1. Random Walks on a Tree
A graph is defined as a pair (V, J5), where V is a set of vertices and E1 a family
of unordered pairs of vertices, called edges . A graph is said to be locally finite if
each element x of V belongs to finitely many edges. A tree is a graph with two
special properties: (1) it is connected and (2) it has no circuits. To define these
properties we must introduce the notion of chain: a chain is a finite sequence of
distinct vertices {xo,X\, ,x
} such that
E, for 1 j m. We
say that the graph is connected if given any two distinct vertices x and y there
exists a chain {xo,#i, *
#m} such that x = xo and y = xm. In this case we
also say that the chain joins x and y. The graph has no circuits if given two
vertices x and y there exists at most one chain joining x and y.
In this paper we are only concerned with locally finite homogeneous trees. A
tree is called homogeneous of degree d if each vertex belongs to exactly d edges.
For a locally finite tree, the degree must be a positive integer which we will
always denote by q-\-1. If q = 0, then the tree has two vertices; if q = 1, then the
tree is one doubly infinite chain of vertices. Figures la and lb show homogeneous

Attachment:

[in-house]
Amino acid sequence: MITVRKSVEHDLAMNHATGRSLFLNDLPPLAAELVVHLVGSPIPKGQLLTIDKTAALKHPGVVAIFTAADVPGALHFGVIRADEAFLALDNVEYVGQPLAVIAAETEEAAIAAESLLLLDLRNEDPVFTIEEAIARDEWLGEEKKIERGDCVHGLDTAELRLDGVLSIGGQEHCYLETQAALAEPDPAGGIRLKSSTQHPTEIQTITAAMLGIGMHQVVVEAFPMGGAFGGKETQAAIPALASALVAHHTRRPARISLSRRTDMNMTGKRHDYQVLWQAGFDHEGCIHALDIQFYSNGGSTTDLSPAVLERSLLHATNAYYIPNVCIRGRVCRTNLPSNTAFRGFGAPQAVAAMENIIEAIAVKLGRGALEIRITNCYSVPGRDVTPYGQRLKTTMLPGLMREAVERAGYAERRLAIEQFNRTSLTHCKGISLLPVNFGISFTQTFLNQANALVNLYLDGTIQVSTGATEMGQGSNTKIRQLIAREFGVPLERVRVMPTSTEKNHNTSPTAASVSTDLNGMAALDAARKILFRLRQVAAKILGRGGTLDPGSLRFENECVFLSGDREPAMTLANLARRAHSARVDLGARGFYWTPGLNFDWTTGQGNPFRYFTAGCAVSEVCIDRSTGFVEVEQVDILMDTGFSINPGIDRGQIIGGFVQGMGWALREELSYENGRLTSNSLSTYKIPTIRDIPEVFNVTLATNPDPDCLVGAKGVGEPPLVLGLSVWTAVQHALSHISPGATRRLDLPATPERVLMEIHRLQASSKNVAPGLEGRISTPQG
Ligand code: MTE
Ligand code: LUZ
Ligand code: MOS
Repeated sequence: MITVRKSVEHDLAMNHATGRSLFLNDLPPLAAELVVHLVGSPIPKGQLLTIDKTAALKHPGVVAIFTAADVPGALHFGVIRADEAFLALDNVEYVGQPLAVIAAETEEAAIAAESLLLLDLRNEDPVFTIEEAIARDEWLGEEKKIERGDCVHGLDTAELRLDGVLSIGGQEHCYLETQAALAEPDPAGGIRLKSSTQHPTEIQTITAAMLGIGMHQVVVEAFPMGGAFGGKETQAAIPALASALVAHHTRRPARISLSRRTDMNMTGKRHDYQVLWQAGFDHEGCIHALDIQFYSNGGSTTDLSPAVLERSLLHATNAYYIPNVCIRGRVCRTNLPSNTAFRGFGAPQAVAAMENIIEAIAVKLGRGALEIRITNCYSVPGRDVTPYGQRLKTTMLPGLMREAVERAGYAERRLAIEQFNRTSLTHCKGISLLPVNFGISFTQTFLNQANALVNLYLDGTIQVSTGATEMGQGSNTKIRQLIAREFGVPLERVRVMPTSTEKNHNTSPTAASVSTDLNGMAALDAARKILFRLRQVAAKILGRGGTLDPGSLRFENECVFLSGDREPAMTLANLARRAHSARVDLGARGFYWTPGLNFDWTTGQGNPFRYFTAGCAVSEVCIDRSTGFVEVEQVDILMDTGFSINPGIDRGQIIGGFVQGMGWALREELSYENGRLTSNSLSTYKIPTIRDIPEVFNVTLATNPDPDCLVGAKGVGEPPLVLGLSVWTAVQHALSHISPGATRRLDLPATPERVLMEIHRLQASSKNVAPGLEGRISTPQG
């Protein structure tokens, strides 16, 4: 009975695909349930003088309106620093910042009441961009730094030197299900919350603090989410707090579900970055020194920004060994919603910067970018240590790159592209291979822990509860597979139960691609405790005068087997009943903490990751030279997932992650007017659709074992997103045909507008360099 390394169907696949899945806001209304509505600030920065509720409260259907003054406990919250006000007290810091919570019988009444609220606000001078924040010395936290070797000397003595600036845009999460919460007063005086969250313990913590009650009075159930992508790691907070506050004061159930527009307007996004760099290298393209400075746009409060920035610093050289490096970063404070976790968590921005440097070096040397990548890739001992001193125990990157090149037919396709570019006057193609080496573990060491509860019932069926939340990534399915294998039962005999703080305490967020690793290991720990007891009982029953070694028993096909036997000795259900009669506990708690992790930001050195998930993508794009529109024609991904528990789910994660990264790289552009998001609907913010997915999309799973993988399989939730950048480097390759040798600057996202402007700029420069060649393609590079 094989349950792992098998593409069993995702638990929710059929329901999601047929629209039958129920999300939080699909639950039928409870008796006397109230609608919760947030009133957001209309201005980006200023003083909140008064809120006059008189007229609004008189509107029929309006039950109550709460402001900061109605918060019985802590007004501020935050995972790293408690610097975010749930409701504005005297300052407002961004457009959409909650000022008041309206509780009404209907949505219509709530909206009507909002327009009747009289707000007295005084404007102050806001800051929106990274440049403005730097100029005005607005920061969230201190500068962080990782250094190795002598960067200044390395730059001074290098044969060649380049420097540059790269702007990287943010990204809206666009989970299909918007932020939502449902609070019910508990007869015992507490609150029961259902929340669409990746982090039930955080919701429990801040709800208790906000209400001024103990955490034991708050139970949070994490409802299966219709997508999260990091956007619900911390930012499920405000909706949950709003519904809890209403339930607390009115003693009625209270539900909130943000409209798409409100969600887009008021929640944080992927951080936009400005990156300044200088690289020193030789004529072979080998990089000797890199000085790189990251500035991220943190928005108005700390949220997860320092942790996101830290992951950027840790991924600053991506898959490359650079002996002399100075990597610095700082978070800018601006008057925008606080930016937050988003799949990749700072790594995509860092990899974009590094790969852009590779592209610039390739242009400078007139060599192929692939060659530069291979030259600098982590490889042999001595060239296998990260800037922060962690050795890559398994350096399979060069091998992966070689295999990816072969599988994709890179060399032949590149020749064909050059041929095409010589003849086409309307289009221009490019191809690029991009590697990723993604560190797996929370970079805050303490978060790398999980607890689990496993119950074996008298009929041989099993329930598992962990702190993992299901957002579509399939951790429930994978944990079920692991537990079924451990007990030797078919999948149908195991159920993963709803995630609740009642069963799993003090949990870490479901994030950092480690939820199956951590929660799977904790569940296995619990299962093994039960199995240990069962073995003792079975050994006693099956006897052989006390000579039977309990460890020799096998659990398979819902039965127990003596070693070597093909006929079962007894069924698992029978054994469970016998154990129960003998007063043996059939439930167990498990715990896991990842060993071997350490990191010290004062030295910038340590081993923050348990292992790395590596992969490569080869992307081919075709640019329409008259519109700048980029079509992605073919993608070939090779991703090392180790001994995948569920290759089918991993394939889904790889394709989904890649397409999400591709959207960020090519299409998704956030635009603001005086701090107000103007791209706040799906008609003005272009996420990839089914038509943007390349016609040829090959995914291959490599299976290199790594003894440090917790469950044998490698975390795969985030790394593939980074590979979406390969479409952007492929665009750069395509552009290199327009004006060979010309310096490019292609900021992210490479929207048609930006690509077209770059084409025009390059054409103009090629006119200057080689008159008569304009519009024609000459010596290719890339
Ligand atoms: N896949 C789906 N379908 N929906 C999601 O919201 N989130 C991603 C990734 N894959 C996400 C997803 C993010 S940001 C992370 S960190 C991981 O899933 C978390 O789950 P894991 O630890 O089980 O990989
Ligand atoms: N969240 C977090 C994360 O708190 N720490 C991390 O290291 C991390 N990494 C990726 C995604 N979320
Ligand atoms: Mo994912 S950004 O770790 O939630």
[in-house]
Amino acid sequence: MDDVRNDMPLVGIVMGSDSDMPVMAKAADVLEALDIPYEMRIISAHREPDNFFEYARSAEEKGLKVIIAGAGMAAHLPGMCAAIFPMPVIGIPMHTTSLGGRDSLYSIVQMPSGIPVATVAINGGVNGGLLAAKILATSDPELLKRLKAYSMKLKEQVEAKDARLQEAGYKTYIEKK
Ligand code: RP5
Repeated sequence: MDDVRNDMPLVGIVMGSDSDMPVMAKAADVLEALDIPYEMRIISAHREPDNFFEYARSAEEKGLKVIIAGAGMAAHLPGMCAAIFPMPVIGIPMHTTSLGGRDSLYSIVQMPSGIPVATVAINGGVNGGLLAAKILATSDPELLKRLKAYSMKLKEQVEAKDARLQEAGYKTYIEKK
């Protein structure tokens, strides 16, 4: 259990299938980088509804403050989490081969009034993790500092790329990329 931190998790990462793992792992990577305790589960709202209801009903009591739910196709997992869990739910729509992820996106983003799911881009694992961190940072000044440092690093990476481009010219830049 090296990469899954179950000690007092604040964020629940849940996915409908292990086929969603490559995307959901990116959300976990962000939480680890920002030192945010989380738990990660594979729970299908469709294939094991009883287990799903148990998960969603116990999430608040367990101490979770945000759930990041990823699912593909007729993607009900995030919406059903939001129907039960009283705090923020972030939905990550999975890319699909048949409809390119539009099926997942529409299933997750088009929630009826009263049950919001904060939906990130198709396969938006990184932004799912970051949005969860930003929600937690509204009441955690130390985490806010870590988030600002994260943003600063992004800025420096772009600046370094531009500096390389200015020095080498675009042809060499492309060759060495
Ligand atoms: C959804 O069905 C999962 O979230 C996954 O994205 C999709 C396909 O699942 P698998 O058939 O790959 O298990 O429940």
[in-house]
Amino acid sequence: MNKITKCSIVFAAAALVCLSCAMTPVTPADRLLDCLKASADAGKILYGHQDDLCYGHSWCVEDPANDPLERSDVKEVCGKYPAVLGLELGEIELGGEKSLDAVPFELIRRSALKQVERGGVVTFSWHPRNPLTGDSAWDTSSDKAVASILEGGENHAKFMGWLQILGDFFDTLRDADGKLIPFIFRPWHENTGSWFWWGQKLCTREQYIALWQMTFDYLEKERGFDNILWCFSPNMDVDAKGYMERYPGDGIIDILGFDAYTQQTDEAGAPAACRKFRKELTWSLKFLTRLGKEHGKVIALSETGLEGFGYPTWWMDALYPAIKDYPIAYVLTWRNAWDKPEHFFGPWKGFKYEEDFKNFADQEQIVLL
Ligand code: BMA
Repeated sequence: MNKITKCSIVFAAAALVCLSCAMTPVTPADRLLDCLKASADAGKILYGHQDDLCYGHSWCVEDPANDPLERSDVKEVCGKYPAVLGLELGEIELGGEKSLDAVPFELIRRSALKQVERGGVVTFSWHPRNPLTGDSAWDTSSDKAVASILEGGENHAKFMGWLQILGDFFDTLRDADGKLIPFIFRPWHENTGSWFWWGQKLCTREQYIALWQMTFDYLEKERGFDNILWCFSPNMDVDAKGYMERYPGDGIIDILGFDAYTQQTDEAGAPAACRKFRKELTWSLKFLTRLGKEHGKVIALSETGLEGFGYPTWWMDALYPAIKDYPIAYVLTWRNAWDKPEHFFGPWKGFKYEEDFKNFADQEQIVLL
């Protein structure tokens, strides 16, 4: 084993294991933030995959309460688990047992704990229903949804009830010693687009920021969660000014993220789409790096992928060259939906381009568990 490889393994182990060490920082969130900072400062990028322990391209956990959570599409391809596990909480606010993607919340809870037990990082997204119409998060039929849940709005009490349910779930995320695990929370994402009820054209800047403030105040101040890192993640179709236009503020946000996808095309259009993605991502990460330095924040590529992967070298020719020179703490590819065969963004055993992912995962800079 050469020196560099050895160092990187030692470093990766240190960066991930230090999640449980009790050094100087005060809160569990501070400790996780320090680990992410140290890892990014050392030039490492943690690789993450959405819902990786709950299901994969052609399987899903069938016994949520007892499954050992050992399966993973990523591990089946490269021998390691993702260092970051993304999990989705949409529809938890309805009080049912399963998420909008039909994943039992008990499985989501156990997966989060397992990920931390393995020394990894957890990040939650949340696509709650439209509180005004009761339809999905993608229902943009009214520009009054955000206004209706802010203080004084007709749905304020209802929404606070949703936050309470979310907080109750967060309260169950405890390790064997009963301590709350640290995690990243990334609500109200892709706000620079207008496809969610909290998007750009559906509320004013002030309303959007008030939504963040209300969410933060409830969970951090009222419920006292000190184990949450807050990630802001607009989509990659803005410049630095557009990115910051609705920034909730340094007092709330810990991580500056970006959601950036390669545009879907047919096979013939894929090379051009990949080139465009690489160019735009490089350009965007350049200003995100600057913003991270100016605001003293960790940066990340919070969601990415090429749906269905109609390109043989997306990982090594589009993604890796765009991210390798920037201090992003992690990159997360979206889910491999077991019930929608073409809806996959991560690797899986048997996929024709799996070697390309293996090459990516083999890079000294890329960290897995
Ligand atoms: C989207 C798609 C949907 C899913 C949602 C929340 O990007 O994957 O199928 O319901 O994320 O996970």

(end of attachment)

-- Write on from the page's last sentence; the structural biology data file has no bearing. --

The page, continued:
trees of degrees three and four.
The vertex set of any tree has a natural metric space structure. Let x, y G V
and let {x =
= y} be the unique chain joining x and y. Then
m is the distance between x and y denoted d(x,y). (Of course this definition
makes d(x,x) = 0.)
We shall be concerned with a certain group G whose Cayley graph is a tree.
If G is any group and #i, , xn a given set of generators, the Cayley graph of
G, with respect to these generators, has vertex set V equal to G and edge set
E = {{X,XXJ}; x £ G,j = 1, -n} .
Let G be the free product G = Z2 * * Z2 of q + 1 copies of Z2, and let
ai, , a
q +
i be the obvious generators of G, each one an involution generating
one copy of Z2. The Cayley graph of G with respect to these generators is a
homogeneous tree of degree q + 1. For q+ 1 = 3 this tree is represented by the
diagram of Figure la (where we denote ai, a2, as by a, 6, and c.)
Other groups also have Cayley graphs which are trees. For instance if G is a
free group on two generators a and b, then the Cayley graph of G with respect
to the generators a and b is a tree represented by the diagram of Figure lb. The
results and methods of this paper apply, in fact, to all groups having a Cayley
graph which is a homogeneous tree. However, for clarity we will consider only
the group G = Z2 * Z2.
Previous Page Next Page